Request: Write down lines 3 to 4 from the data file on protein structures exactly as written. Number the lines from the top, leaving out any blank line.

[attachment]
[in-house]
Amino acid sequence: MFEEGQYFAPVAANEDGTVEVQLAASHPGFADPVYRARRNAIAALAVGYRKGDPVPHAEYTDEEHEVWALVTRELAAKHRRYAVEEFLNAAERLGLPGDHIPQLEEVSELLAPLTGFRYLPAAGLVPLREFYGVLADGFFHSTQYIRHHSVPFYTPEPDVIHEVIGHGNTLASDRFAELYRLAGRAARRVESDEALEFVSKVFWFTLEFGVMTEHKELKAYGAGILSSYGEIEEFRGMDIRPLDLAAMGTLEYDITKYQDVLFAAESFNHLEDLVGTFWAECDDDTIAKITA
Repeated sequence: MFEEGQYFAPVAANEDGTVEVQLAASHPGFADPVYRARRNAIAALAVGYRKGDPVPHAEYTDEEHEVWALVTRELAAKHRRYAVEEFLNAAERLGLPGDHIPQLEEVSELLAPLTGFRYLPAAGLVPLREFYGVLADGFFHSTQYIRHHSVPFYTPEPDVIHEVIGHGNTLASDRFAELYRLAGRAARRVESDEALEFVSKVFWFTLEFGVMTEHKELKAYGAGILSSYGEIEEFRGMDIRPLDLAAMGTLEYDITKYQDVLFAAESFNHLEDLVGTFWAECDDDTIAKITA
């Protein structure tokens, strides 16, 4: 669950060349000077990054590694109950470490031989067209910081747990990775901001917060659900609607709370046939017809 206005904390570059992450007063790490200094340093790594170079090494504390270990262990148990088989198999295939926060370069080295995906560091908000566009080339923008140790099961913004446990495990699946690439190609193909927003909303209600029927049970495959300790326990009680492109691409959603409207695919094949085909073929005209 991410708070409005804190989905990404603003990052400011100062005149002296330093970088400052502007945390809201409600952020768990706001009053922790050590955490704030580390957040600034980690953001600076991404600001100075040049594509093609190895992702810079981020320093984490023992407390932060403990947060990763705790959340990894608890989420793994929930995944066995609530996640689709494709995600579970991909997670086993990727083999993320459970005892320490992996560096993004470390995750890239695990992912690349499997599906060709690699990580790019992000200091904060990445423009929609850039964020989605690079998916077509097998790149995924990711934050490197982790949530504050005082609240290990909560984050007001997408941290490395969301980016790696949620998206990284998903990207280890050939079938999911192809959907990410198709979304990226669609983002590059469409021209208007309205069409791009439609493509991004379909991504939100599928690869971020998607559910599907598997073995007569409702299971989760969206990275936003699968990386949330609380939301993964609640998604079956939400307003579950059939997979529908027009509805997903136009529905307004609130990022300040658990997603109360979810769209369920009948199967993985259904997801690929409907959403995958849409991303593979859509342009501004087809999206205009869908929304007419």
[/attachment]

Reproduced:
Repeated sequence: MFEEGQYFAPVAANEDGTVEVQLAASHPGFADPVYRARRNAIAALAVGYRKGDPVPHAEYTDEEHEVWALVTRELAAKHRRYAVEEFLNAAERLGLPGDHIPQLEEVSELLAPLTGFRYLPAAGLVPLREFYGVLADGFFHSTQYIRHHSVPFYTPEPDVIHEVIGHGNTLASDRFAELYRLAGRAARRVESDEALEFVSKVFWFTLEFGVMTEHKELKAYGAGILSSYGEIEEFRGMDIRPLDLAAMGTLEYDITKYQDVLFAAESFNHLEDLVGTFWAECDDDTIAKITA
């Protein structure tokens, strides 16, 4: 669950060349000077990054590694109950470490031989067209910081747990990775901001917060659900609607709370046939017809 206005904390570059992450007063790490200094340093790594170079090494504390270990262990148990088989198999295939926060370069080295995906560091908000566009080339923008140790099961913004446990495990699946690439190609193909927003909303209600029927049970495959300790326990009680492109691409959603409207695919094949085909073929005209 991410708070409005804190989905990404603003990052400011100062005149002296330093970088400052502007945390809201409600952020768990706001009053922790050590955490704030580390957040600034980690953001600076991404600001100075040049594509093609190895992702810079981020320093984490023992407390932060403990947060990763705790959340990894608890989420793994929930995944066995609530996640689709494709995600579970991909997670086993990727083999993320459970005892320490992996560096993004470390995750890239695990992912690349499997599906060709690699990580790019992000200091904060990445423009929609850039964020989605690079998916077509097998790149995924990711934050490197982790949530504050005082609240290990909560984050007001997408941290490395969301980016790696949620998206990284998903990207280890050939079938999911192809959907990410198709979304990226669609983002590059469409021209208007309205069409791009439609493509991004379909991504939100599928690869971020998607559910599907598997073995007569409702299971989760969206990275936003699968990386949330609380939301993964609640998604079956939400307003579950059939997979529908027009509805997903136009529905307004609130990022300040658990997603109360979810769209369920009948199967993985259904997801690929409907959403995958849409991303593979859509342009501004087809999206205009869908929304007419």